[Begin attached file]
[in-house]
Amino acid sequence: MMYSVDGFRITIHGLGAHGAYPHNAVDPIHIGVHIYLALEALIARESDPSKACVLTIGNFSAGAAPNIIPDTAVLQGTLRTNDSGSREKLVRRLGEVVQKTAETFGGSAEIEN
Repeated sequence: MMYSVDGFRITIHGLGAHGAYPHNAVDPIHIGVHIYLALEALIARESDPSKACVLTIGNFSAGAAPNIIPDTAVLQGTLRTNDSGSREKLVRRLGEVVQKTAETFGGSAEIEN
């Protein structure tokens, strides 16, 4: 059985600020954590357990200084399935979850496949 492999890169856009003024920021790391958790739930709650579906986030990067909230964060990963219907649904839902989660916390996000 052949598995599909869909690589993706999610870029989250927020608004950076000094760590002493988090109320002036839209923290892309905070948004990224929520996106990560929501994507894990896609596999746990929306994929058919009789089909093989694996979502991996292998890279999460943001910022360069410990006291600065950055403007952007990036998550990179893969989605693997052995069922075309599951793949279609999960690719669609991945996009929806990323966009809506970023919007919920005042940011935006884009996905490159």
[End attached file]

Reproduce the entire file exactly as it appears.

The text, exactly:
[in-house]
Amino acid sequence: MMYSVDGFRITIHGLGAHGAYPHNAVDPIHIGVHIYLALEALIARESDPSKACVLTIGNFSAGAAPNIIPDTAVLQGTLRTNDSGSREKLVRRLGEVVQKTAETFGGSAEIEN
Repeated sequence: MMYSVDGFRITIHGLGAHGAYPHNAVDPIHIGVHIYLALEALIARESDPSKACVLTIGNFSAGAAPNIIPDTAVLQGTLRTNDSGSREKLVRRLGEVVQKTAETFGGSAEIEN
């Protein structure tokens, strides 16, 4: 059985600020954590357990200084399935979850496949 492999890169856009003024920021790391958790739930709650579906986030990067909230964060990963219907649904839902989660916390996000 052949598995599909869909690589993706999610870029989250927020608004950076000094760590002493988090109320002036839209923290892309905070948004990224929520996106990560929501994507894990896609596999746990929306994929058919009789089909093989694996979502991996292998890279999460943001910022360069410990006291600065950055403007952007990036998550990179893969989605693997052995069922075309599951793949279609999960690719669609991945996009929806990323966009809506970023919007919920005042940011935006884009996905490159």